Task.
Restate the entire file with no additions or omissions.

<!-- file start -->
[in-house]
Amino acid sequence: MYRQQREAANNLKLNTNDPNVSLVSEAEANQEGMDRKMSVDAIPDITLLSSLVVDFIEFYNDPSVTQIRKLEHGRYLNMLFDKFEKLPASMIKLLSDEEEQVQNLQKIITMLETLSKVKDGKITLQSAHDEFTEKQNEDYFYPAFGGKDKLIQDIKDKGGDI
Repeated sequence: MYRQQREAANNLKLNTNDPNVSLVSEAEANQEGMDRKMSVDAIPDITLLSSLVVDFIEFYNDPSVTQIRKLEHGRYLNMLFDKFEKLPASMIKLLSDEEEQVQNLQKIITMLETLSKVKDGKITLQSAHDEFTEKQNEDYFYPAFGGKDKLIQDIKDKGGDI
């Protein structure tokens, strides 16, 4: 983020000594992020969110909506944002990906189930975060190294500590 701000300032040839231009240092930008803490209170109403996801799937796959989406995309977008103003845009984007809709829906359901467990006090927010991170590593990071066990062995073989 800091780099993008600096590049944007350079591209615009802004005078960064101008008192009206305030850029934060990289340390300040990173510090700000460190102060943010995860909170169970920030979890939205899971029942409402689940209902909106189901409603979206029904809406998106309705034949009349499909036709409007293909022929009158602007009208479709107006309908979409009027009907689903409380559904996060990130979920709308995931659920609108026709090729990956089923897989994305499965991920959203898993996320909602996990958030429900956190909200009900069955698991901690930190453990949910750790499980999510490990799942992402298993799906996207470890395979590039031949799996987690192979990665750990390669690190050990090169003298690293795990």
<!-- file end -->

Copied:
[in-house]
Amino acid sequence: MYRQQREAANNLKLNTNDPNVSLVSEAEANQEGMDRKMSVDAIPDITLLSSLVVDFIEFYNDPSVTQIRKLEHGRYLNMLFDKFEKLPASMIKLLSDEEEQVQNLQKIITMLETLSKVKDGKITLQSAHDEFTEKQNEDYFYPAFGGKDKLIQDIKDKGGDI
Repeated sequence: MYRQQREAANNLKLNTNDPNVSLVSEAEANQEGMDRKMSVDAIPDITLLSSLVVDFIEFYNDPSVTQIRKLEHGRYLNMLFDKFEKLPASMIKLLSDEEEQVQNLQKIITMLETLSKVKDGKITLQSAHDEFTEKQNEDYFYPAFGGKDKLIQDIKDKGGDI
């Protein structure tokens, strides 16, 4: 983020000594992020969110909506944002990906189930975060190294500590 701000300032040839231009240092930008803490209170109403996801799937796959989406995309977008103003845009984007809709829906359901467990006090927010991170590593990071066990062995073989 800091780099993008600096590049944007350079591209615009802004005078960064101008008192009206305030850029934060990289340390300040990173510090700000460190102060943010995860909170169970920030979890939205899971029942409402689940209902909106189901409603979206029904809406998106309705034949009349499909036709409007293909022929009158602007009208479709107006309908979409009027009907689903409380559904996060990130979920709308995931659920609108026709090729990956089923897989994305499965991920959203898993996320909602996990958030429900956190909200009900069955698991901690930190453990949910750790499980999510490990799942992402298993799906996207470890395979590039031949799996987690192979990665750990390669690190050990090169003298690293795990």